Home Good to know U.S. : fewer hurricanes but higher premiums on the way

U.S. : fewer hurricanes but higher premiums on the way

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More than 4 million Florida homeowners, battered by property insurance rate hikes and disappearing coverage, are about to get hit again.

State regulators have approved $718 million in rate increases — despite five years of no hurricanes. They will widen an already $20 billion gap between what Florida consumers this decade paid for protection and what insurers returned by way of claims checks.

Florida insurers continue to claim they are losing money — the top 20 carriers reported losing $111 million the first half of the year after big payments to reinsurers for hurricane protection — but the Herald-Tribune found those figures also hide profits.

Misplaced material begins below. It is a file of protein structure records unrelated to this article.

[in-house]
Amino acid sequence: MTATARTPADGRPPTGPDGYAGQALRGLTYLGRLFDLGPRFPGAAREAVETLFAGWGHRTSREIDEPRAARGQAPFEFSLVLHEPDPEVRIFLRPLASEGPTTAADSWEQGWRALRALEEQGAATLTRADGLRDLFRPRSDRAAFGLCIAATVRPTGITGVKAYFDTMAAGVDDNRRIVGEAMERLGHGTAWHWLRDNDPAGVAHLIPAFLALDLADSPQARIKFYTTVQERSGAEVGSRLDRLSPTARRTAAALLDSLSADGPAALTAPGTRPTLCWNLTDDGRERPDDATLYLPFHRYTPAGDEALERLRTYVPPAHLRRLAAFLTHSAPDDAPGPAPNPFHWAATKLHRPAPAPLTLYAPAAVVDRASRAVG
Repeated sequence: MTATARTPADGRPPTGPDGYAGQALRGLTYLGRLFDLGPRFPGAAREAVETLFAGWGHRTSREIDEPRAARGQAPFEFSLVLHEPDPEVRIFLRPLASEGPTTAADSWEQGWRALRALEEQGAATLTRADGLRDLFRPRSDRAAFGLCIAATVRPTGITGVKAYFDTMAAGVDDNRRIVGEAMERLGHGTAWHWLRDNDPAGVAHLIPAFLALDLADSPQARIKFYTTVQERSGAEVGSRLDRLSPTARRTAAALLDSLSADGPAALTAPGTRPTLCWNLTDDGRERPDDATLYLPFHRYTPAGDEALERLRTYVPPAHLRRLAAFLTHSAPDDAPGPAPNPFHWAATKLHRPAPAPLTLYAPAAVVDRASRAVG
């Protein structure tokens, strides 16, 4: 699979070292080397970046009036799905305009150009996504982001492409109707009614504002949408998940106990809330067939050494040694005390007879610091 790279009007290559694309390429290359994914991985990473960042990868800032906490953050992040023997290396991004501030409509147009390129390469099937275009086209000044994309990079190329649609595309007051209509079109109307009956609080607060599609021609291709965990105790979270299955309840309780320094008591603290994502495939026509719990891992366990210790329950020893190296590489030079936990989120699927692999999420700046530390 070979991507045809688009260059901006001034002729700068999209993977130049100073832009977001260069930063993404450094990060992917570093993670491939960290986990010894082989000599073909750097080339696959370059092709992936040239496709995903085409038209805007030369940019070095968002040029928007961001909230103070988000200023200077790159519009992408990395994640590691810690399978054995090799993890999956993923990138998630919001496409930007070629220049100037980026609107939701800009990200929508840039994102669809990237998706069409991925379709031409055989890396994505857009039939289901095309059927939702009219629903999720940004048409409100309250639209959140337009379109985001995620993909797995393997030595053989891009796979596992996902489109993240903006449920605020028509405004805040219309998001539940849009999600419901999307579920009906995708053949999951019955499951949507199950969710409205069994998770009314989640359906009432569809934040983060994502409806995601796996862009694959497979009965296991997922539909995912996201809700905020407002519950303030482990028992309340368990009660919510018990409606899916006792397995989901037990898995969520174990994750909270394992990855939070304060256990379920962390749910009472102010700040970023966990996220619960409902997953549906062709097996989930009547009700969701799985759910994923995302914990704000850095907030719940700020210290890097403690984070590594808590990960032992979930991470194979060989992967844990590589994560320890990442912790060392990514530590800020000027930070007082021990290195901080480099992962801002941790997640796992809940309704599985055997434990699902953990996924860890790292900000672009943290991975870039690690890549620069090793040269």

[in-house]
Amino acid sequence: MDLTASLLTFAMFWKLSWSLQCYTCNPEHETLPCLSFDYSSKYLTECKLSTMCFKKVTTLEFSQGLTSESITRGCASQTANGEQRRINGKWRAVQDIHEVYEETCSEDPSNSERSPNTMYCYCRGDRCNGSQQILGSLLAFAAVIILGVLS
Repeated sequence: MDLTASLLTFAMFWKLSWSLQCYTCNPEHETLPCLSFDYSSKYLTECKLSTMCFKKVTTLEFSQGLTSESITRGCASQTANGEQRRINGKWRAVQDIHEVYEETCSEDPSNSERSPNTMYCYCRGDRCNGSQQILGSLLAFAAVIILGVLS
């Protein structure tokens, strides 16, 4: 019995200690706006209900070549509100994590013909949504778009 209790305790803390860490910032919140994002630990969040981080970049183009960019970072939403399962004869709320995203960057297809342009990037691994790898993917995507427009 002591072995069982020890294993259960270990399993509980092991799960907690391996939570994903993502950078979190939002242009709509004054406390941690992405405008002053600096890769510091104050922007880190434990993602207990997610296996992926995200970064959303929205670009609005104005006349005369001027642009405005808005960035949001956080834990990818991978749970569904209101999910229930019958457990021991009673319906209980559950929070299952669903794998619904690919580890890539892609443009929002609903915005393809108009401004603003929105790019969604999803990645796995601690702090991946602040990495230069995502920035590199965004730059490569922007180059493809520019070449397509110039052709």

Payments to affiliated companies continue to tack on hundreds of dollars to the individual bills of homeowners, charges a consumer advocate says are inflated. Most Florida insurers need not publicly report those profits, but two that do posted earnings of $32 million despite telling state regulators their insurance operations lost $16 million and required double-digit rate hikes.

Most of the rate increases were approved behind closed doors, as insurers avoided triggering public hearings required for increases of 15 percent or more, and regulators granted increases higher than that anyway.

The rate increases will not be applied evenly, and many coastal residents will see increases of 20 to 50 percent — a difficult proposition in a sour economy.

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